Monday, April 27, 2009

Global Achievement Comparisons

As I've noted before, it is difficult to justify comparing the education systems of different countries because there are countless variables and intangibles that cannot be contrasted to any truly evaluative conclusion. For example, in the beginning of Wagner's Global Achievement Gap, he notes various statistics designed to show how poorly America is doing. For example, he points out that the US high school graduation of rate of 70% trails many countries, such as Denmark which graduates 96%. However, countries such as Denmark only have compulsory education until the age of sixteen. The US allows dropouts at sixteen but graduation is generally two years later. Thus, if the US switched graduation to sixteen, the rate may be as high as others. He argues "only 1/3 of US high school students graduate ready for college," yet the percentage of the population holding bachelors degrees is about 30%, so perhaps that is all that is necessary, or all that the market will bare. Clearly, Wagner is using statistics in absence of any truly meaningful context.

Later, he attempts to provide context by citing a conversation with Christy Pedra, the CEO of Siemens Hearing Instruments. Pedra argues that "questioning techniques" are a major component of her success in her job. She criticizes the public education of her kids - at a top school in Massachusetts - because "They're spending too much time getting kids ready to take [state tests]. And they're measuring the wrong things." Pedra believes that training students to become scientists is about the ability to explore and asking the right questions. She believes it's not about "how much they can retain." However, that's only half the issue. It's about both retention of core knowledge, and using that knowledge to ask even more, or even better, questions. This has been well documented, and blogged about, by Dan Willingham whose book Why Don't Students Like School offers insight into the importance of knowledge prior to and as a component of learning . Willingham's research in cognitive science explains how important "how much they can retain" is in the brain accessing new information.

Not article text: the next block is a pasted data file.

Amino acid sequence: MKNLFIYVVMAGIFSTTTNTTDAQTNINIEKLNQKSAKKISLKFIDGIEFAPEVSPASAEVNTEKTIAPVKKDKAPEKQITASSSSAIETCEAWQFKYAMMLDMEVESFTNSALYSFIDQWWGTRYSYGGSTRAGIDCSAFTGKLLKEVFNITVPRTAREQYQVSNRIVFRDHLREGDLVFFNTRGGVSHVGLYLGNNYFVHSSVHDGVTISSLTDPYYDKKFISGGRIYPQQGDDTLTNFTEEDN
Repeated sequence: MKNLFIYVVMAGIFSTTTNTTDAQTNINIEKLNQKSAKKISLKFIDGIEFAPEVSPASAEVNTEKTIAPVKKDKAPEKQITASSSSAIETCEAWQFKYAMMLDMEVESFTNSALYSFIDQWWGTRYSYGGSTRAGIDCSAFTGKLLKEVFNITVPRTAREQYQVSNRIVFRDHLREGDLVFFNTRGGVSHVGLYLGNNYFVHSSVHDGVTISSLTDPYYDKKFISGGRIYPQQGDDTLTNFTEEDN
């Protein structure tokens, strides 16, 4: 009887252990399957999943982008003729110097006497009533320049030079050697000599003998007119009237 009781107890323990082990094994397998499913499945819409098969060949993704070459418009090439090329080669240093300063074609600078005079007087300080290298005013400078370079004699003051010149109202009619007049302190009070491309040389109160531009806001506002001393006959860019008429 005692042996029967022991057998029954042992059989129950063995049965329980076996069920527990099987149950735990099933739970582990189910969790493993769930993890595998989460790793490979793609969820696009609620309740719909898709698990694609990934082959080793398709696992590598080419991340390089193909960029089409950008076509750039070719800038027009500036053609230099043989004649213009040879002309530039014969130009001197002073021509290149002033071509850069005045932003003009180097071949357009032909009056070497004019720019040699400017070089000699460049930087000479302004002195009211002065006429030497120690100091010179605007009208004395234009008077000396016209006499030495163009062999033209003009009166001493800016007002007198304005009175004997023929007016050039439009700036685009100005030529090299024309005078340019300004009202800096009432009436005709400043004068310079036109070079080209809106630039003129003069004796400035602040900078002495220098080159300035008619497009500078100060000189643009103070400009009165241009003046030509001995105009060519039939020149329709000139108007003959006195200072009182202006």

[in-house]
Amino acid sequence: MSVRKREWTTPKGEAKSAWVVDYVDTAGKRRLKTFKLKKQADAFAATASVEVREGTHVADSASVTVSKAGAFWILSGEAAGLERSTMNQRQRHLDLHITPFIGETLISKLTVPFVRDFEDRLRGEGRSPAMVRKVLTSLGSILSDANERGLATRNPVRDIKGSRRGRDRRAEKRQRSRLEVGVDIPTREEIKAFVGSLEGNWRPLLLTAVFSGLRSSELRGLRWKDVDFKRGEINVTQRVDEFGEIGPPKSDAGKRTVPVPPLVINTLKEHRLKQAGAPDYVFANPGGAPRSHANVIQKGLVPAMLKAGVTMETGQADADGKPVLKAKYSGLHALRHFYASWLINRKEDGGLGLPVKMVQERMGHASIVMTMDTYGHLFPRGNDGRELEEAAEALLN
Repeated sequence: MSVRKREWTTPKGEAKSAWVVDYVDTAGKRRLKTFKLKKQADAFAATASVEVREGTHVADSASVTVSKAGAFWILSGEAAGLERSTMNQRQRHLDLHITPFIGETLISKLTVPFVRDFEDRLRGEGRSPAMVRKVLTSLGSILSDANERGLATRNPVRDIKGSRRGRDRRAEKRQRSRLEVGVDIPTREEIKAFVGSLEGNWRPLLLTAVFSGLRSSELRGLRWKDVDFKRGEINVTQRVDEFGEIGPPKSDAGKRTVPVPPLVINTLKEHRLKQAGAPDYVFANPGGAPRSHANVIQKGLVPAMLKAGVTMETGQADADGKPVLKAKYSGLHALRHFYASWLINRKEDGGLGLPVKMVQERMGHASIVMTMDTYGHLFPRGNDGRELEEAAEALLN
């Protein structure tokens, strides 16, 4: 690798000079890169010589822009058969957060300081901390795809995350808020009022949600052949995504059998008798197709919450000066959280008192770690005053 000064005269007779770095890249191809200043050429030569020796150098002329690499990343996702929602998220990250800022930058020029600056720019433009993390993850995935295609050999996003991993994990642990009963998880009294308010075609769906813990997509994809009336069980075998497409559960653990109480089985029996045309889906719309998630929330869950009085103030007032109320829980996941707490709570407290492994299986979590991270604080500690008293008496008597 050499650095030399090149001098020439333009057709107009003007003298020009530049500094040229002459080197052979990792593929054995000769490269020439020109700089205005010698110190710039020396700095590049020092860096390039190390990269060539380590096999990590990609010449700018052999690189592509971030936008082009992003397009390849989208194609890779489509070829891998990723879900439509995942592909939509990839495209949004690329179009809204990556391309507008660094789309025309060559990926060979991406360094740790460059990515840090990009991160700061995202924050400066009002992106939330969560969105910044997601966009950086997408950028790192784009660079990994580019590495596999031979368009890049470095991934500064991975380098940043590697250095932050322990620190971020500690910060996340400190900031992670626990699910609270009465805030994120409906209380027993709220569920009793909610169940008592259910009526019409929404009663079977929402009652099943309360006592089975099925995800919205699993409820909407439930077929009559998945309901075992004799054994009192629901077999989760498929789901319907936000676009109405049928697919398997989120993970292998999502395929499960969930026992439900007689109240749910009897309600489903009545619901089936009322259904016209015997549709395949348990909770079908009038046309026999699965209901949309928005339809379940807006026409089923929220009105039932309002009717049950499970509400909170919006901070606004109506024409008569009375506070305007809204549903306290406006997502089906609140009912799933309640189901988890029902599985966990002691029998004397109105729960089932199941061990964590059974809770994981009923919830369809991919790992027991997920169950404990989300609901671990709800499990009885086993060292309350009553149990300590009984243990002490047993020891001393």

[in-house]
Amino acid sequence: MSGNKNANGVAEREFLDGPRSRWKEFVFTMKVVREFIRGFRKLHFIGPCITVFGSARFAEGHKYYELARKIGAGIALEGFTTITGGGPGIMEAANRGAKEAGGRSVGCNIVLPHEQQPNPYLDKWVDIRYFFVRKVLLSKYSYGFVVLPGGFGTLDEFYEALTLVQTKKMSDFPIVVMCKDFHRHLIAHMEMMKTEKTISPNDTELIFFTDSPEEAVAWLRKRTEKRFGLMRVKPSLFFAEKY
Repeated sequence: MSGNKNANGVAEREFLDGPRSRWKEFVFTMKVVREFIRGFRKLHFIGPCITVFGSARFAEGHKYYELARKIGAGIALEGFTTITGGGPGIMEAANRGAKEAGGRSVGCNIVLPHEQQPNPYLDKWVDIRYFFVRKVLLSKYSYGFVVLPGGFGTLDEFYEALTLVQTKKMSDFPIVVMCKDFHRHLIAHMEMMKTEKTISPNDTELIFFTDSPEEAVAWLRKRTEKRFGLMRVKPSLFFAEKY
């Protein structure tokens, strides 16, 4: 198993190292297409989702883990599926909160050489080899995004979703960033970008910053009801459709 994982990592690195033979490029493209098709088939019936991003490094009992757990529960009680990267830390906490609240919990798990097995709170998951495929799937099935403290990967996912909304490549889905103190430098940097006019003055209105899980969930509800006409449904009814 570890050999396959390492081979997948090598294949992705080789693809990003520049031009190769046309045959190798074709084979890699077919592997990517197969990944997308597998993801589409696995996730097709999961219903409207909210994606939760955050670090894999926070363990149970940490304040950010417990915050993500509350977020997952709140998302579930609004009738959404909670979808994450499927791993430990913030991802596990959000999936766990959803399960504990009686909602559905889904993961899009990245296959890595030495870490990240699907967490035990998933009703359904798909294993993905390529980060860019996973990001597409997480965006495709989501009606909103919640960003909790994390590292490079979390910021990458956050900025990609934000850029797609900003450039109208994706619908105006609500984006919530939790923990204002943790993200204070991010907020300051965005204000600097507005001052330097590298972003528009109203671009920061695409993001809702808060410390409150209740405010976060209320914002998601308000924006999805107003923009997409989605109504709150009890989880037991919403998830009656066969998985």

Clearly, Pedra and Wagner have an understanding that ignores much we know about learning and education. Pedra criticizes the education of her kids, yet I assume a similar education allowed her to rise to the level of CEO. Somewhere, despite standardized testing, she learned to apply those questioning techniques integral to her job. Additionally, I would assume she wants her children to be well prepared for the ACT/SAT which are the gateways to college whether she likes the focus on skills and knowledge or not. Pedra and Wagner make good points, though their primary focus is too narrow and removed from the larger school of cognitive science and learning.

2 comments:

Dennis Fermoyle said...

Michael, I think you have great stuff, and I think you'd get more comments if you were dumber, like me. Your posts are so thorough and well thought out that it's tough to argue with or add to. I completely agree with you about the importance of knowledge. When I was getting my Masters, the classes were pooh-poohing that, and pushing the creative thinking. How can you think creatively if you don't know anything?

mazenko said...

Thanks so much for the compliments, Dennis. Your readership means a lot to me, and I learn much from the discussions on your site - they inevitably influence my content.